SpeakSooner® Community Forum: Re-defining Quality of Life: Living Fully With Illness, Disability and AgingJuly 24, 2019 by celia
On Saturday, September 7 from 6– 8 pm the Bennington, VT-based Center for Communication in Medicine (CCM) will offer a SpeakSooner® community education forum, Re-defining Quality of Life: Living Fully With Illness, Disability and Aging at the MACK Performing Arts Center at Arlington Memorial High School in Arlington, VT. The program is free and open to the public.
The forum will explore the complicated issues surrounding quality of life concerns when facing the effects of illness, disabilities and aging. Panelists for the program include: patient Jim Baker, caregiver Kim Baker, family practice physician Dr. Michael Welther and Rev. Kathleen Clark. CCM founder Dr. Bernard Bandman will moderate the program.
Healthcare decisions and quality of life considerations are making an impact across all sectors of society. For the past 20 years, CCM has developed hands-on tools and educational programs that help to promote open and honest communication between patients, family caregivers and healthcare professionals, resulting in better informed decisions about care, greater patient satisfaction and reduced healthcare costs.
You can watch a short interview with Col. Baker and Dr. Bandman here.
To reserve a place please call CCM at 802-442-5800 or reserve online here. Arlington Memorial High School’s MACK Performing Arts Center is located at 529 E Arlington Rd, Arlington, VT 05250.
To learn more about CCM’s SpeakSooner® programs and communication tools visit speaksooner.org
Panelists Col. James W. Baker (Ret) – former Director of Vermont State Police,
and his wife, Kim, a retired registered nurse.
“How to Improve Communication with Doctors”
On Wednesday, July 10, Center for Communication in Medicine (CCM) founders, Dr. Bernard Bandman and Celia Engel Bandman, will be presenting a program, “How to Improve Communication with Doctors”, sponsored by the Vermont Center for Independent Living (VCIL). The event is free and open to the public.
Here in Vermont and across the nation the need for open and honest doctor-patient communication has never been more urgent. Most of us prefer not to think or talk about serious illness. Yet, we or someone we love will be a patient someday and find ourselves unprepared to communicate with doctors. In today’s healthcare climate, doctors and nurses are facing increased demands and pressures, which often means less time at office visits. And, when conversations about treatment options and preferences for care are postponed or avoided, the resulting silence can have consequences that include unnecessary physical and emotional suffering and regrets about decisions.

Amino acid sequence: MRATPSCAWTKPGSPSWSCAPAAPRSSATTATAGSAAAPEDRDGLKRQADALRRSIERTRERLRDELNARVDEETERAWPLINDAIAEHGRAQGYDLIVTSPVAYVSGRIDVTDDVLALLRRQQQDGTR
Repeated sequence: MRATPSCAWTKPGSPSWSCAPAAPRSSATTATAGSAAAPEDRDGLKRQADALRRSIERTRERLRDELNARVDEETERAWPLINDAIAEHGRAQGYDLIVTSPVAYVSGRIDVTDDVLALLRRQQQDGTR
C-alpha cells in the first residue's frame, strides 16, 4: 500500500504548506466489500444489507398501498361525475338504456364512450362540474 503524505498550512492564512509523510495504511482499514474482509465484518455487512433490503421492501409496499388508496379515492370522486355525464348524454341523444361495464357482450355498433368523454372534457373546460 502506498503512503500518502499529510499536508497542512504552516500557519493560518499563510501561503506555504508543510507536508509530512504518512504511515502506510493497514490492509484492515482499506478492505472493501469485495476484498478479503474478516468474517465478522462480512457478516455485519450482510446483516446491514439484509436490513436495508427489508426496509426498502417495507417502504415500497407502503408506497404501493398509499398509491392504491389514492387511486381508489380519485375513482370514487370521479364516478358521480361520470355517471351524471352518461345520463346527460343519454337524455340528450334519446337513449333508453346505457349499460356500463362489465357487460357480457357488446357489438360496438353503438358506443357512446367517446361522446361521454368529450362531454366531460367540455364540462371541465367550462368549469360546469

The presenters will introduce the Difficult Conversations Toolkit, a guide developed by CCM to help patients and families identify and communicate questions and concerns about risks and benefits of treatment options, quality of life considerations and supportive care needs – beginning sooner in the course of illness.
SpeakSooner programs help improve communication between patients, families and healthcare providers. An attendee at a recent program said, “CCM offers the community a priceless gift. There is an overwhelming need and thirst for your expertise.” Visit SpeakSooner.org to access the Difficult Conversations Toolkit, read Celia’s blog “A Medical Humanist’s Notes” and sign up for CCM news updates.
Registration is required to ensure enough materials and seating. This is a scent and chemical free event. If you would like an ASL interpreter, please let the organizers know by July 5.
The event is free and open to the public and will be held at the Unitarian Universalist Fellowship, 108 School Street, in Bennington, VT from 1 – 2:30 pm.
To register, for more information, or to request accommodations, contact Lynn Mazza, Vermont Center for Independent Living, 802-442-1876, firstname.lastname@example.org or Charlie Murphy, 802-445-3015, cmurphy@VCIL.org
In the early 2000’s the Center for Communication in Medicine created a program for physicians at Southwestern Vermont Medical Center titled “Doctors Conversation Hour.” (more…)
“Learn the art of fragmented, irrational conversations and follow the patient’s lead instead of trying to control the dialogue.”
– Zen and the Art of Coping With Alzheimer’s
Denise Grady, New York Times (August 14, 2007)
Recently a colleague e-mailed me the link to Jane Brody’s New York Time’s article Alzheimer’s Patients Keep The Spark Alive by Sharing Stories. (more…)
To be a person is to have a story to tell. —Isak Dinesen
It’s hard enough that a diagnosis comes along to threaten our lives—does it also have to threaten our life stories? (more…)